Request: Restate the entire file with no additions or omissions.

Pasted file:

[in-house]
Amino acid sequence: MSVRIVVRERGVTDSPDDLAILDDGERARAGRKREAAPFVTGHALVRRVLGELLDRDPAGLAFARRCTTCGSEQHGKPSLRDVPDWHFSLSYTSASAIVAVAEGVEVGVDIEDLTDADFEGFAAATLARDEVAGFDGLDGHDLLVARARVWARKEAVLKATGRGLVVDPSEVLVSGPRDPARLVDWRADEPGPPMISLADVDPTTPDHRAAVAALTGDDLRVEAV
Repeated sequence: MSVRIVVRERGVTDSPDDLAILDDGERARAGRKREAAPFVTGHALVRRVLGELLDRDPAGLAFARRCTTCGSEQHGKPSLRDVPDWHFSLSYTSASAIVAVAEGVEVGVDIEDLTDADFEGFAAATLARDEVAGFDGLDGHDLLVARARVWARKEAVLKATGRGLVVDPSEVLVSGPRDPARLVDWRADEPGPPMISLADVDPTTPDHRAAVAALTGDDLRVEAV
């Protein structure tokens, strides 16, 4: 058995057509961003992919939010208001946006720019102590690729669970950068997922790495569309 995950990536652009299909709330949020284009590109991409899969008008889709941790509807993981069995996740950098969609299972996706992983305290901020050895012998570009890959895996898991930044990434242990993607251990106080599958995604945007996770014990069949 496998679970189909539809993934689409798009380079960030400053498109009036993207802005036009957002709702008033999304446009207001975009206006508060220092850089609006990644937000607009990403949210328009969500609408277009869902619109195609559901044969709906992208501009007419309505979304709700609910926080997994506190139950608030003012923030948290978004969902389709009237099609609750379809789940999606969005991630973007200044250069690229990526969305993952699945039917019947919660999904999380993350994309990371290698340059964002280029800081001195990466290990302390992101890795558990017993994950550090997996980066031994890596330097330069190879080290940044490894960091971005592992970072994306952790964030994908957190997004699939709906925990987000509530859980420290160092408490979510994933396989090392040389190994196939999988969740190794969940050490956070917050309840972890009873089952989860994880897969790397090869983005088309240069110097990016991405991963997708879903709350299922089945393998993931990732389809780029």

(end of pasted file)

[in-house]
Amino acid sequence: MSVRIVVRERGVTDSPDDLAILDDGERARAGRKREAAPFVTGHALVRRVLGELLDRDPAGLAFARRCTTCGSEQHGKPSLRDVPDWHFSLSYTSASAIVAVAEGVEVGVDIEDLTDADFEGFAAATLARDEVAGFDGLDGHDLLVARARVWARKEAVLKATGRGLVVDPSEVLVSGPRDPARLVDWRADEPGPPMISLADVDPTTPDHRAAVAALTGDDLRVEAV
Repeated sequence: MSVRIVVRERGVTDSPDDLAILDDGERARAGRKREAAPFVTGHALVRRVLGELLDRDPAGLAFARRCTTCGSEQHGKPSLRDVPDWHFSLSYTSASAIVAVAEGVEVGVDIEDLTDADFEGFAAATLARDEVAGFDGLDGHDLLVARARVWARKEAVLKATGRGLVVDPSEVLVSGPRDPARLVDWRADEPGPPMISLADVDPTTPDHRAAVAALTGDDLRVEAV
């Protein structure tokens, strides 16, 4: 058995057509961003992919939010208001946006720019102590690729669970950068997922790495569309 995950990536652009299909709330949020284009590109991409899969008008889709941790509807993981069995996740950098969609299972996706992983305290901020050895012998570009890959895996898991930044990434242990993607251990106080599958995604945007996770014990069949 496998679970189909539809993934689409798009380079960030400053498109009036993207802005036009957002709702008033999304446009207001975009206006508060220092850089609006990644937000607009990403949210328009969500609408277009869902619109195609559901044969709906992208501009007419309505979304709700609910926080997994506190139950608030003012923030948290978004969902389709009237099609609750379809789940999606969005991630973007200044250069690229990526969305993952699945039917019947919660999904999380993350994309990371290698340059964002280029800081001195990466290990302390992101890795558990017993994950550090997996980066031994890596330097330069190879080290940044490894960091971005592992970072994306952790964030994908957190997004699939709906925990987000509530859980420290160092408490979510994933396989090392040389190994196939999988969740190794969940050490956070917050309840972890009873089952989860994880897969790397090869983005088309240069110097990016991405991963997708879903709350299922089945393998993931990732389809780029």